Pythagoras in ancient Greece and Newton in renaissance England both hypothesized that God created the world with certain patterns and that through a complete comprehension of the numbers and the patterns, one could know God.

I am certain that either of those two worthies would have felt at home working with the Maya on their calendar-creating project. Both of them did what the ancient Maya did: study the cycles of the world and the universe around them to discern the pattern.

That pattern is a warning to us concerning the true nature of our world and its place in the cosmos. The New Age prophets may have been right about the coming enlightenment but I think it will come through a better understanding of the universe and the path to the divine rather than something as transitory as aligning with the center of the galaxy.

Spirituality and physical are two insuperable parts of the whole. The Maya knew this and they tried to tell us in the best way they could.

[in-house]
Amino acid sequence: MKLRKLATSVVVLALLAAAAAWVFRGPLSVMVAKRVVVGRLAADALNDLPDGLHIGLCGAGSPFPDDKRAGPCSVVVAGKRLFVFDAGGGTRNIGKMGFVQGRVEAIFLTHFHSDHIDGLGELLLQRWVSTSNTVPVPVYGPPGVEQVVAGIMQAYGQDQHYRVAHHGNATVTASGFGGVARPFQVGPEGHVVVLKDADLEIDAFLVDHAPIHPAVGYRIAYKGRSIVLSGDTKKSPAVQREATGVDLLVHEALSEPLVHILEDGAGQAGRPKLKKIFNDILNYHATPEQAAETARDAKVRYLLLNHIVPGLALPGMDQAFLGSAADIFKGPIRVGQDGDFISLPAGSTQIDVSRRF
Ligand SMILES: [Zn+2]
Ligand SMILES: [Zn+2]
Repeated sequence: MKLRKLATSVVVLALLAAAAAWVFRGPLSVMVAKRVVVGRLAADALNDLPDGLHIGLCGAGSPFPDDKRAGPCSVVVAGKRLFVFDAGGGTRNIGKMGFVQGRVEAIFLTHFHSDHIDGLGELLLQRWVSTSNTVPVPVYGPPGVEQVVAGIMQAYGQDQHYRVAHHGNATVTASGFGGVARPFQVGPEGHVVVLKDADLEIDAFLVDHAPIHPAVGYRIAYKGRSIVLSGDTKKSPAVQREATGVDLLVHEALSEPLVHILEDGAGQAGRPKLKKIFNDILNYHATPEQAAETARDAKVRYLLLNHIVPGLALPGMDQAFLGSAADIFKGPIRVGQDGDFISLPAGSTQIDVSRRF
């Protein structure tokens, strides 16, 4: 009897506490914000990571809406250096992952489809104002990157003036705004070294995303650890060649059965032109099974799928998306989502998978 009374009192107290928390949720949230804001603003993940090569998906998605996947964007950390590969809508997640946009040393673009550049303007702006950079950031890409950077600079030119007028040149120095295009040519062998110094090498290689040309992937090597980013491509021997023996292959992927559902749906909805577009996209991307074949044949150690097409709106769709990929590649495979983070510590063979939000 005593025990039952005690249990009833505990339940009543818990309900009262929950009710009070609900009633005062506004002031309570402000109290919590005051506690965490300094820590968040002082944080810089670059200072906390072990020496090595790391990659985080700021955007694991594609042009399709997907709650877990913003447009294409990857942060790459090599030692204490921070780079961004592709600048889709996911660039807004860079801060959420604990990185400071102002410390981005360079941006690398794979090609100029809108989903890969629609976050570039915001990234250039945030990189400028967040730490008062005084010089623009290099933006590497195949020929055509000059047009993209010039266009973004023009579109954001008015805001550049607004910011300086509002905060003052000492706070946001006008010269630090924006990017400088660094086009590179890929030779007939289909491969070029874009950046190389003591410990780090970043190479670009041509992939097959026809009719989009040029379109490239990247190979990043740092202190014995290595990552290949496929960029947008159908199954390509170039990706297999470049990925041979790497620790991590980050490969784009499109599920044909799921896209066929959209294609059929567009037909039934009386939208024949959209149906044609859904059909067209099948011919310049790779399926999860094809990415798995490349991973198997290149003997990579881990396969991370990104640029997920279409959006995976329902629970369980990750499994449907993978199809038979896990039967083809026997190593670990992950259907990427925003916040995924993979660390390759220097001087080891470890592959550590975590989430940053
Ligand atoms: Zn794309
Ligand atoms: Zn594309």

the Ancient Ball Game

December 7, 2009

One of the most prevalent things in the Mesoamerican world is the ball court. A game played – almost impossible to score – where the loser actually loses his head. At least, so the modern interpretation goes.

There seems to be an unusual prevalence of the head in the Mayan literature of the Hero Twins. The father of the Hero Twins lost his head which then spit into the hand of a girl, who then became pregnant with the Hero Twins. The pair grew to journey to the Underworld and beat the game to “resurrect” their father – as some sources say: free him to be reincarnated. During the ensuing Ball Game one of the Hero Twins loses his own head, which is used for the game ball for a while until replaced by a gourd.

Perhaps the tale is mixing metaphors. On one hand, giving some basis for belief in reincarnation, and on the other: describing cosmological events.

So, is the tale of the Hero Twins really a cosmological story? The head that spits to impregnate the young goddess sounds much like a “god” figure (i.e. planet – round like a head; see the previous post on the Olmec heads), so where in the cosmology is a “god” killed and spits to impregnate another that gives birth to twins?

Are they compressing a couple of suns into one here or what? And how does this relate to the classic Ball Game?